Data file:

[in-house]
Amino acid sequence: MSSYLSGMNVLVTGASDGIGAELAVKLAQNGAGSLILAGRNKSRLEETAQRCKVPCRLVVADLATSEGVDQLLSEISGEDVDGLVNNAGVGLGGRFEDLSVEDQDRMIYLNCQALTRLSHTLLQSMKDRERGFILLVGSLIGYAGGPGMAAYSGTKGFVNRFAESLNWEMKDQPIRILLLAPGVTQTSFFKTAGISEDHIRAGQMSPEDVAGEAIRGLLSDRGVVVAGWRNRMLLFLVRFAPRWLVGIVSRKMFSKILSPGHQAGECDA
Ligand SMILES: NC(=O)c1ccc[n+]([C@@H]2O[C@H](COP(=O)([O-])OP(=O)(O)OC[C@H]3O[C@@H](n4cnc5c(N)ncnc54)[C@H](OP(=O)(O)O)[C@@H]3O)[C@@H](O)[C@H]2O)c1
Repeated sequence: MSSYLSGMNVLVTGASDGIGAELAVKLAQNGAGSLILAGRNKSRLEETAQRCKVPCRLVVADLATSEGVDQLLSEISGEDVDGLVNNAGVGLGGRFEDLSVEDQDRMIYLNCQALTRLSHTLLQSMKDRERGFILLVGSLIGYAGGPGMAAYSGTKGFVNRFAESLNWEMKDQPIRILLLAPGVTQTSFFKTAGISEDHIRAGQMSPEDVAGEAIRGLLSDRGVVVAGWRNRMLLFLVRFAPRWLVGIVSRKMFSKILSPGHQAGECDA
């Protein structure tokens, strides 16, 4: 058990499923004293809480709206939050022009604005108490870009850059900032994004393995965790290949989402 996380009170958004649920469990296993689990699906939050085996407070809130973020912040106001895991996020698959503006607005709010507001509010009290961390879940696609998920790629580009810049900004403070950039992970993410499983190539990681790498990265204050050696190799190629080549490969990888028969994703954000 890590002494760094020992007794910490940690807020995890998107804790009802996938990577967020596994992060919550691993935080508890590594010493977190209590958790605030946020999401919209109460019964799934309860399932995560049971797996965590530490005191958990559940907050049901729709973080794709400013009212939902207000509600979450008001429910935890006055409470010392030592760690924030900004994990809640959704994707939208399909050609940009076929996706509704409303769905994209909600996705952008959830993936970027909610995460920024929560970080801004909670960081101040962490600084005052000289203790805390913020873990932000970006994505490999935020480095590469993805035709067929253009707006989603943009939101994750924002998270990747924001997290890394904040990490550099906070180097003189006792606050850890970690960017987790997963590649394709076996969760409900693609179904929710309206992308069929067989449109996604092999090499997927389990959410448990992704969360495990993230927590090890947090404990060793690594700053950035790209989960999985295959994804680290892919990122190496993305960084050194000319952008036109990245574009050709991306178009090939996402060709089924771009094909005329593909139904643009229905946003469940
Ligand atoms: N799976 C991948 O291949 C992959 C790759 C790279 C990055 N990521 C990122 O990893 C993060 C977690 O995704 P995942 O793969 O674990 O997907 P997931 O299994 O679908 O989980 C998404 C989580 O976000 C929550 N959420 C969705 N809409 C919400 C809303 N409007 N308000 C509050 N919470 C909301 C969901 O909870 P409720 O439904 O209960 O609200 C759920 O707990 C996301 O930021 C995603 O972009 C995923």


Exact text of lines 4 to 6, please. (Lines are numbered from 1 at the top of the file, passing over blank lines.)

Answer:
Repeated sequence: MSSYLSGMNVLVTGASDGIGAELAVKLAQNGAGSLILAGRNKSRLEETAQRCKVPCRLVVADLATSEGVDQLLSEISGEDVDGLVNNAGVGLGGRFEDLSVEDQDRMIYLNCQALTRLSHTLLQSMKDRERGFILLVGSLIGYAGGPGMAAYSGTKGFVNRFAESLNWEMKDQPIRILLLAPGVTQTSFFKTAGISEDHIRAGQMSPEDVAGEAIRGLLSDRGVVVAGWRNRMLLFLVRFAPRWLVGIVSRKMFSKILSPGHQAGECDA
């Protein structure tokens, strides 16, 4: 058990499923004293809480709206939050022009604005108490870009850059900032994004393995965790290949989402 996380009170958004649920469990296993689990699906939050085996407070809130973020912040106001895991996020698959503006607005709010507001509010009290961390879940696609998920790629580009810049900004403070950039992970993410499983190539990681790498990265204050050696190799190629080549490969990888028969994703954000 890590002494760094020992007794910490940690807020995890998107804790009802996938990577967020596994992060919550691993935080508890590594010493977190209590958790605030946020999401919209109460019964799934309860399932995560049971797996965590530490005191958990559940907050049901729709973080794709400013009212939902207000509600979450008001429910935890006055409470010392030592760690924030900004994990809640959704994707939208399909050609940009076929996706509704409303769905994209909600996705952008959830993936970027909610995460920024929560970080801004909670960081101040962490600084005052000289203790805390913020873990932000970006994505490999935020480095590469993805035709067929253009707006989603943009939101994750924002998270990747924001997290890394904040990490550099906070180097003189006792606050850890970690960017987790997963590649394709076996969760409900693609179904929710309206992308069929067989449109996604092999090499997927389990959410448990992704969360495990993230927590090890947090404990060793690594700053950035790209989960999985295959994804680290892919990122190496993305960084050194000319952008036109990245574009050709991306178009090939996402060709089924771009094909005329593909139904643009229905946003469940
Ligand atoms: N799976 C991948 O291949 C992959 C790759 C790279 C990055 N990521 C990122 O990893 C993060 C977690 O995704 P995942 O793969 O674990 O997907 P997931 O299994 O679908 O989980 C998404 C989580 O976000 C929550 N959420 C969705 N809409 C919400 C809303 N409007 N308000 C509050 N919470 C909301 C969901 O909870 P409720 O439904 O209960 O609200 C759920 O707990 C996301 O930021 C995603 O972009 C995923």